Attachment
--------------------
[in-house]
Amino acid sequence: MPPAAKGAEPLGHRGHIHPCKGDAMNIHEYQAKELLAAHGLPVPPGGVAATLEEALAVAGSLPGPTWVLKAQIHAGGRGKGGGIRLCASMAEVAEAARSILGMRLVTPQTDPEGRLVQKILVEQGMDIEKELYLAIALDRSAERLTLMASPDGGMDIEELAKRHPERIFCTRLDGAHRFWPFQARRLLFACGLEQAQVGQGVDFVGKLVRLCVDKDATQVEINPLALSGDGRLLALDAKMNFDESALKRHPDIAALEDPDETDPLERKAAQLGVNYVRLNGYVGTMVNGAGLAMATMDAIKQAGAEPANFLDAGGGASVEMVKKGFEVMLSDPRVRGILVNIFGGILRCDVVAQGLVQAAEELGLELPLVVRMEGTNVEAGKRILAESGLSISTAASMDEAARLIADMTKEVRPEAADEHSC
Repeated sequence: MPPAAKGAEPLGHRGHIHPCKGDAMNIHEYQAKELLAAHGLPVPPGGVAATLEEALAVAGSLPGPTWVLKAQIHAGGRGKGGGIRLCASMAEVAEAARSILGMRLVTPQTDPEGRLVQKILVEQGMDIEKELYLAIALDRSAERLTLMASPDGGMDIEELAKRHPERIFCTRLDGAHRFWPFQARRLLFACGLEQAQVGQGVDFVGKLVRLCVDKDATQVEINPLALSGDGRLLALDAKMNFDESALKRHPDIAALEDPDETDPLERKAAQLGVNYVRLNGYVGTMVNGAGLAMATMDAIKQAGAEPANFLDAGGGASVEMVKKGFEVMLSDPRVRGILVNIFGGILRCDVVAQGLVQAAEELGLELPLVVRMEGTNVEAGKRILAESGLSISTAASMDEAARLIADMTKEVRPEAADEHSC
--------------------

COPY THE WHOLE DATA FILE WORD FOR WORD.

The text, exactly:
[in-house]
Amino acid sequence: MPPAAKGAEPLGHRGHIHPCKGDAMNIHEYQAKELLAAHGLPVPPGGVAATLEEALAVAGSLPGPTWVLKAQIHAGGRGKGGGIRLCASMAEVAEAARSILGMRLVTPQTDPEGRLVQKILVEQGMDIEKELYLAIALDRSAERLTLMASPDGGMDIEELAKRHPERIFCTRLDGAHRFWPFQARRLLFACGLEQAQVGQGVDFVGKLVRLCVDKDATQVEINPLALSGDGRLLALDAKMNFDESALKRHPDIAALEDPDETDPLERKAAQLGVNYVRLNGYVGTMVNGAGLAMATMDAIKQAGAEPANFLDAGGGASVEMVKKGFEVMLSDPRVRGILVNIFGGILRCDVVAQGLVQAAEELGLELPLVVRMEGTNVEAGKRILAESGLSISTAASMDEAARLIADMTKEVRPEAADEHSC
Repeated sequence: MPPAAKGAEPLGHRGHIHPCKGDAMNIHEYQAKELLAAHGLPVPPGGVAATLEEALAVAGSLPGPTWVLKAQIHAGGRGKGGGIRLCASMAEVAEAARSILGMRLVTPQTDPEGRLVQKILVEQGMDIEKELYLAIALDRSAERLTLMASPDGGMDIEELAKRHPERIFCTRLDGAHRFWPFQARRLLFACGLEQAQVGQGVDFVGKLVRLCVDKDATQVEINPLALSGDGRLLALDAKMNFDESALKRHPDIAALEDPDETDPLERKAAQLGVNYVRLNGYVGTMVNGAGLAMATMDAIKQAGAEPANFLDAGGGASVEMVKKGFEVMLSDPRVRGILVNIFGGILRCDVVAQGLVQAAEELGLELPLVVRMEGTNVEAGKRILAESGLSISTAASMDEAARLIADMTKEVRPEAADEHSC